Secondary Boycott Definition and Legal Meaning

On this page, you'll find the legal definition and meaning of Secondary Boycott, written in plain English, along with examples of how it is used.

What is Secondary Boycott?

(n) Secondary boycott is the organized protest against a company in which a labor dispute or strike exists where by any company or person having business relation with them is also blacklisted for dealing in any item , rendering services etc. For example refusal to buy goods from ABC corporation, if they deal with XYZ & Co where a labor strike exists

History and Meaning of Secondary Boycott

Secondary boycotts have been used throughout history as a tool for labor unions to put pressure on companies during labor disputes or strikes. The strategy involves boycotting not only the primary company they are in dispute with, but also any other companies that do business with them. The idea behind a secondary boycott is that if enough companies refuse to do business with the primary company, it will put enough economic pressure on them to concede to the union’s demands. The legality of secondary boycotts varies depending on the country and local laws.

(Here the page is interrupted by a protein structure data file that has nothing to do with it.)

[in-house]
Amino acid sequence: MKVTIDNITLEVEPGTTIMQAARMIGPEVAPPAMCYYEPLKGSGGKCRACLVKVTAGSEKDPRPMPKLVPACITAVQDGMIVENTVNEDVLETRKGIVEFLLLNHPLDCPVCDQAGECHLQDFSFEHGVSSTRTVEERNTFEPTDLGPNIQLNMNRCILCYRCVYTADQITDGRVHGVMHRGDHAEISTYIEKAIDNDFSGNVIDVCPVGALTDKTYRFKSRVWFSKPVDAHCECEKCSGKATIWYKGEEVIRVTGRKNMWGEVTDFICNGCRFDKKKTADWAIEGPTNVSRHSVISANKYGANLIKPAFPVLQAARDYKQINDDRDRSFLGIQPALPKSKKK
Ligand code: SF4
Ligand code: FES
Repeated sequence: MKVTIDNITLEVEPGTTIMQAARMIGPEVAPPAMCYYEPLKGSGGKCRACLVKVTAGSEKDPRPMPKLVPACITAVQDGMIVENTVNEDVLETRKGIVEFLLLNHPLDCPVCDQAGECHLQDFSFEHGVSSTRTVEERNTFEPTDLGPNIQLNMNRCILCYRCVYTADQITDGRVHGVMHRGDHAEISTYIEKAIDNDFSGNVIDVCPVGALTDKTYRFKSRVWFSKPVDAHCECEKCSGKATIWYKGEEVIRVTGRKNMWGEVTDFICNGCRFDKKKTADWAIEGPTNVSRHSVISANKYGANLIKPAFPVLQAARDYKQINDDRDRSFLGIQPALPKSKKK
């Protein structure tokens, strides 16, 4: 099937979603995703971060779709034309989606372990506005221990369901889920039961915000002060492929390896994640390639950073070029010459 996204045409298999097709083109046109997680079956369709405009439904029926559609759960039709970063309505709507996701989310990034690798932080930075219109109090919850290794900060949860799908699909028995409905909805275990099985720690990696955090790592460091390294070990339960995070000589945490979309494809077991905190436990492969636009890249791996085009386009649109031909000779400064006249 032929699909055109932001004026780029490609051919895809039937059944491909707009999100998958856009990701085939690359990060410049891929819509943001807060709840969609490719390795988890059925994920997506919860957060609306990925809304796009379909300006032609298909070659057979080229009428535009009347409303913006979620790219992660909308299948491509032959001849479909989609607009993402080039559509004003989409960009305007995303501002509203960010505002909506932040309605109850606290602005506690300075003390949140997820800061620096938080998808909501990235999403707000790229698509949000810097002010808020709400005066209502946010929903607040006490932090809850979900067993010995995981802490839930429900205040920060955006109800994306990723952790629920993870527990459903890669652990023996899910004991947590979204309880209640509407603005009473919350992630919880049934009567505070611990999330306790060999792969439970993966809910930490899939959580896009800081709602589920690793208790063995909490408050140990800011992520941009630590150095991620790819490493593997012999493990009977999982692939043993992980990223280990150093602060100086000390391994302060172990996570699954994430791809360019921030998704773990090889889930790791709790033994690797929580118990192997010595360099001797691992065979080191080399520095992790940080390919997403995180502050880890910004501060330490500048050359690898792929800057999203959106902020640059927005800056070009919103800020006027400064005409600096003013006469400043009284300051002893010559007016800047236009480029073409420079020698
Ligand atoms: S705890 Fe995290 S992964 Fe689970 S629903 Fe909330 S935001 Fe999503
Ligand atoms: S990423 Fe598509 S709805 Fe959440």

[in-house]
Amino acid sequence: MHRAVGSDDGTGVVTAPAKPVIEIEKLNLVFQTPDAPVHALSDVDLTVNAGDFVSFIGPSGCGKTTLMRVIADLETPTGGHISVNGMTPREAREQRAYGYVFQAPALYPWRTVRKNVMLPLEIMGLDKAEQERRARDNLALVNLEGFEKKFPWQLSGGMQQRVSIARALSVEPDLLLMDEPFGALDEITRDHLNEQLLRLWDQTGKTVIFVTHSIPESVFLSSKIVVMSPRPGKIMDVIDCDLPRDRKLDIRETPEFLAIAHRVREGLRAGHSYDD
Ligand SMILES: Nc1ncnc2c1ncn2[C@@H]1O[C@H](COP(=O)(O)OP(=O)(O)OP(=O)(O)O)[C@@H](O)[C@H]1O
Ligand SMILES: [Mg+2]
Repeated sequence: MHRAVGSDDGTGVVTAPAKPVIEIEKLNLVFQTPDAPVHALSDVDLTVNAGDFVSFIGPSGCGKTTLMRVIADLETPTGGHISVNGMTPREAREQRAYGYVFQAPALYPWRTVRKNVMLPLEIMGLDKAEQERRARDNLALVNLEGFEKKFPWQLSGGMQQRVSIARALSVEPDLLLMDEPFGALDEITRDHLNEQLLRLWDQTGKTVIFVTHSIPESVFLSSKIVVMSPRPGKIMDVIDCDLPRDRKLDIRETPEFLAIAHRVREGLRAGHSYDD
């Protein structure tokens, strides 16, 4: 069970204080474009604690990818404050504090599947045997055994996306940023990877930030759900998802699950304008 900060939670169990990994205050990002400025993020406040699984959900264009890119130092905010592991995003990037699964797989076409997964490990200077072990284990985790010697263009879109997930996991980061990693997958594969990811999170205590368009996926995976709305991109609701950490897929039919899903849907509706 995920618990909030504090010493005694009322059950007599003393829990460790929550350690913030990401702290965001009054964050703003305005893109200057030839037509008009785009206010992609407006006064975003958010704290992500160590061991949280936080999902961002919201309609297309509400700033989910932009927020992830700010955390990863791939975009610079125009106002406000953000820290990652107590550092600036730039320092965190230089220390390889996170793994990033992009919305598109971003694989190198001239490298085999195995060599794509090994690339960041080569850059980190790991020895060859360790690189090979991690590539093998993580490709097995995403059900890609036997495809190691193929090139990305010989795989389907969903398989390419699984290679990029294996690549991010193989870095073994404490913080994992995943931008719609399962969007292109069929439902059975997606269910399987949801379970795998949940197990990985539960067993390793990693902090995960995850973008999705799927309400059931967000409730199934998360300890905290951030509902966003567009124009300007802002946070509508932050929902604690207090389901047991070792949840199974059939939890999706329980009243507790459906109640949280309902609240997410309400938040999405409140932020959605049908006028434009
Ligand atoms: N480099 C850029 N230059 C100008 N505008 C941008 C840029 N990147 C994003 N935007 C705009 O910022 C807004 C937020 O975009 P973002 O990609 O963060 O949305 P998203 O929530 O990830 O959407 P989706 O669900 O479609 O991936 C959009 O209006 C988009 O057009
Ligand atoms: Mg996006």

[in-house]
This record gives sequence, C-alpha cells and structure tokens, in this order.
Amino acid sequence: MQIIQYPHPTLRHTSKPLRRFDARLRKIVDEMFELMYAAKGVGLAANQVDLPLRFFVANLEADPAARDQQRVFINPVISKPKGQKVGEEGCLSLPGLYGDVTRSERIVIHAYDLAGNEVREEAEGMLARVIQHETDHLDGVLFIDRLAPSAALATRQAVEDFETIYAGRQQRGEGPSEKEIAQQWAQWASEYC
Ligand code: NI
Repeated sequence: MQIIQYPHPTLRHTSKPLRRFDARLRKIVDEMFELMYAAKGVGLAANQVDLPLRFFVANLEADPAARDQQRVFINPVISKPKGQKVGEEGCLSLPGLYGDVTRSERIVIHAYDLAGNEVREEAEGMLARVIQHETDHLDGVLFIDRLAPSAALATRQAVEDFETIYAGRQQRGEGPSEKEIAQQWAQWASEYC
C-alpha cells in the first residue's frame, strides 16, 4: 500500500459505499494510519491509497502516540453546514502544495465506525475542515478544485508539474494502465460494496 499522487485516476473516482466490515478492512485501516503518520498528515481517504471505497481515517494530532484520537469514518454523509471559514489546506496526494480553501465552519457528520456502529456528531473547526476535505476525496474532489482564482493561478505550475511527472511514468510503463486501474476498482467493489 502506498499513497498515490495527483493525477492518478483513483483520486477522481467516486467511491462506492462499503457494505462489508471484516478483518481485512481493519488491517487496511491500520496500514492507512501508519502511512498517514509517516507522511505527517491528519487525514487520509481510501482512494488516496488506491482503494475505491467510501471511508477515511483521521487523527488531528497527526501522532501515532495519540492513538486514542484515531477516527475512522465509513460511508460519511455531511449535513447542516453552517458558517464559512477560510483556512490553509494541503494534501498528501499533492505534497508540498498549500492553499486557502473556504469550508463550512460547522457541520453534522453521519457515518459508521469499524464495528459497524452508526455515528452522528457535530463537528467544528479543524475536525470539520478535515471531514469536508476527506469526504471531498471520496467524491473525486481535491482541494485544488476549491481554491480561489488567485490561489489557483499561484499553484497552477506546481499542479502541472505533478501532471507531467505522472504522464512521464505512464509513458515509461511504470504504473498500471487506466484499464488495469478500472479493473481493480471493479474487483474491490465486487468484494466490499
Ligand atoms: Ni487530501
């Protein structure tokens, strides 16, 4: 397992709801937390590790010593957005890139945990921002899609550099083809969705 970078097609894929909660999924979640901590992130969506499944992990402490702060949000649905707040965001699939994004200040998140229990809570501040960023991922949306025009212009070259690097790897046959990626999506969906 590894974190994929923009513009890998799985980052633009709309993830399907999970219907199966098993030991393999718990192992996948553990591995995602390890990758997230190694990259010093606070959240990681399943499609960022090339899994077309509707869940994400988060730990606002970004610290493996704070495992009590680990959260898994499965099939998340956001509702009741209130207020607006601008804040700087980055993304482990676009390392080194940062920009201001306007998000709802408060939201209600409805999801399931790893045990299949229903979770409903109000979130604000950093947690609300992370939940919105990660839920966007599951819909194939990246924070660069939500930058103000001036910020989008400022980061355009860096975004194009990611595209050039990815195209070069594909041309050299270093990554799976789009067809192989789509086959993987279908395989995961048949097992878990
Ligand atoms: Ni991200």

Examples of Secondary Boycott

  1. During the 1950s, the American Federation of Labor and Congress of Industrial Organizations (AFL-CIO) organized a secondary boycott of supermarkets that sold lettuce and grapes in support of California farmworkers who were on strike for better wages and working conditions.
  2. In 2019, the International Longshore and Warehouse Union called for a secondary boycott of the Pacific Maritime Association in response to a labor dispute involving dockworkers in Vancouver, Canada.
  3. The United Farm Workers (UFW) organized a national boycott of table grapes in 1965 in support of grape workers who were on strike for better wages and working conditions.

Legal Terms Similar to Secondary Boycott

  • Primary Boycott: A tactic meant to pressure a company by boycotting them directly.
  • Tertiary Boycott: A type of boycott in which a company is targeted because of their business relationships with other companies that are involved in a labor dispute.
  • Picketing: The act of protesting outside a company’s premises with signs or banners to draw attention to a labor dispute or strike.